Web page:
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“Polar Vortex and its Effects”

Published: 17th Feb, 2020

The mild winters in the northern regions of the hemisphere which are particularly south of the Arctic circle have led to the decrease in the energy consumption by the people.


The mild winters in the northern regions of the hemisphere which are particularly south of the Arctic circle have led to the decrease in the energy consumption by the people.

What is Polar Vortex?

  • The polar vortex is a large area of low pressure and cold air surrounding both of the Earth’s poles.
  • It always exists near the poles, but weakens in summer and strengthens in winter.
  • The polar vortex extends from the tropopause (the dividing line between the stratosphere and troposphere) through the stratosphere and into the mesosphere (above 50 km). Low values of ozone and cold temperatures are associated with the air inside the vortex.
  • The term "vortex" refers to the counter-clockwise flow of air that helps keep the colder air near the Poles.
  • Many times during winter in the northern hemisphere, the polar vortex will expand, sending cold air southward with the jet stream.
  • Often when the polar vortex is strong, temperatures are mild in the mid-latitudes across the Eastern US and Northern Eurasia; and when the vortex is weak, temperatures tend to be cold across the Eastern US and northern Europe and Asia.

What is Strong Polar Vortex?                     

  • The strong polar vortex is the more common state of the vortex which creates strong low pressure in the Arctic region.
  • Because of the pressure difference between the Arctic and mid-latitudes, air flows into low pressure and this confines the cold air to high latitudes closer to the Arctic.
  • Therefore it is often mild across the Eastern US, Europe and East Asia during winters when the polar vortex is strong.
  • During strong polar vortex, the airflow is fast and in a direction from west to east.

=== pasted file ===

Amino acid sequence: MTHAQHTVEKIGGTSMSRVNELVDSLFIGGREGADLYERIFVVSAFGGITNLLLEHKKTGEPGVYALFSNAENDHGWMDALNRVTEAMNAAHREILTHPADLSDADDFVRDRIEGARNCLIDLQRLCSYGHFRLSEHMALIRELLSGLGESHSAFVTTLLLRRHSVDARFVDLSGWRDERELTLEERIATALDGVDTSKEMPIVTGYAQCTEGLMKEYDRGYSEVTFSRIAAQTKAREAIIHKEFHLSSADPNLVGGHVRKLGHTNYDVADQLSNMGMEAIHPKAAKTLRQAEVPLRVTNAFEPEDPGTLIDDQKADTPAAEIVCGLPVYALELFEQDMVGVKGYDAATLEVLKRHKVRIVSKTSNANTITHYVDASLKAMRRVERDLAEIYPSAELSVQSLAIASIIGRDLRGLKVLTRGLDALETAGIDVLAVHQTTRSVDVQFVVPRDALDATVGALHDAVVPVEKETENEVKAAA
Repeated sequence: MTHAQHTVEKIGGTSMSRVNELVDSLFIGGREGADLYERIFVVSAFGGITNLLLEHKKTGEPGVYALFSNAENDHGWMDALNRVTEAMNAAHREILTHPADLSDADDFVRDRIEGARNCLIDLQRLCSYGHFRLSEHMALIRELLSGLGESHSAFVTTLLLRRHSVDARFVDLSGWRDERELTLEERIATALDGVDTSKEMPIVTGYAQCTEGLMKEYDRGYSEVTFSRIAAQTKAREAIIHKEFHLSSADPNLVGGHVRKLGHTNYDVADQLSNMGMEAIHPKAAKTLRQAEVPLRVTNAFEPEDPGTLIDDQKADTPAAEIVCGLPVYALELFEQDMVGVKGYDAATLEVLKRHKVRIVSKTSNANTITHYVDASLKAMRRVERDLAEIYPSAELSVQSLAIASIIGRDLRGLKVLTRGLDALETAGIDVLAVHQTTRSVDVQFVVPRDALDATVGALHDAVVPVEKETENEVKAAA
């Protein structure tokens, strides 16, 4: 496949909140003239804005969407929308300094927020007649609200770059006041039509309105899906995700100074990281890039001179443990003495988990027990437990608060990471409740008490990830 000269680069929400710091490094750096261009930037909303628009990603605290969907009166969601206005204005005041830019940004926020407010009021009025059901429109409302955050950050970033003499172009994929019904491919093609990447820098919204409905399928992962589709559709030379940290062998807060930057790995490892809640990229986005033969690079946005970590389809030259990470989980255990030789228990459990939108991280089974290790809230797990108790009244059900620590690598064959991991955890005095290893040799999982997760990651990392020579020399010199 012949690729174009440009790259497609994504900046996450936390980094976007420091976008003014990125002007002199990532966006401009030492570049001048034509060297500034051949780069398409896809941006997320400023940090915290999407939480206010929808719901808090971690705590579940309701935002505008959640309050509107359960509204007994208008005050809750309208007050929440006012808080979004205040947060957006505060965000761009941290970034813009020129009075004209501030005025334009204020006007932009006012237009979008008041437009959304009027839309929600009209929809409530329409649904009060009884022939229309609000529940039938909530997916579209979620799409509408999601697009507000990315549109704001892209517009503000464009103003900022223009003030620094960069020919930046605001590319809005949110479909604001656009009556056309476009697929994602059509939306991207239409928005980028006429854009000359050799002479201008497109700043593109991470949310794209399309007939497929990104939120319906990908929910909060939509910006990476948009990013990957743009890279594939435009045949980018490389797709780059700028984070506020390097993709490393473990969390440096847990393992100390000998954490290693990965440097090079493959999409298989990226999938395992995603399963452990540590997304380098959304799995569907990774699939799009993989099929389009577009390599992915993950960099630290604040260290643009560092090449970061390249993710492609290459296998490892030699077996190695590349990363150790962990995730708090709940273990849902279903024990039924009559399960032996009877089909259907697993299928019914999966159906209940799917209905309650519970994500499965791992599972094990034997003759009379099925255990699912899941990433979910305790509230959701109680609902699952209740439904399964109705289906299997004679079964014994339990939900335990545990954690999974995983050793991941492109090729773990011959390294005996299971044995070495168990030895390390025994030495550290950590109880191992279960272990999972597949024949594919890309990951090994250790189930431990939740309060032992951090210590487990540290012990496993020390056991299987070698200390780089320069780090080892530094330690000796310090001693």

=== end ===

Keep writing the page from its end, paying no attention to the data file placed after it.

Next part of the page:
• Low pressure in the Arctic region is referred to as the positive phase of the Arctic Oscillation (AO), which is also known as the North Atlantic Oscillation (NAO).

Weak polar vortex                                 

  • Occasionally, the polar vortex is disrupted and weakens, due to wave energy propagating upward from the lower atmosphere.
  • When this happens, the stratosphere warms sharply in an event known as sudden stratospheric warming, in just a few days, miles above the Earth’s surface.
  • The warming weakens the polar vortex, shifting its location somewhat south of the pole or, in some instances, ‘splitting’ the vortex up into ‘sister vortices’.
  • The split higher up in the atmosphere can give rise to both, sudden and delayed effects, much of which involves declining temperatures and extreme winter weather in the eastern US along with northern and western Europe.

Is global warming responsible for the weakening of polar vortex?

  • It is being hypothesised that the weakening of polar vortex is a result of global warming. Warming leads to melting of polar ice during summer months. The melting ice warms the Arctic Ocean and the heat is radiated back to the atmosphere.
  • In the absence of global warming, there used to be a substantial difference between the temperatures at the poles and in the mid-latitudes.
  • As more and more ice melts in the coming years, more such events can be expected. But very little research on this is available as ice melting is a recent phenomenon.
  • IPCC (Intergovernmental Panel on Climate Change) report says that the polar vortex is expected to become smaller in the coming years.

Verifying, please be patient.

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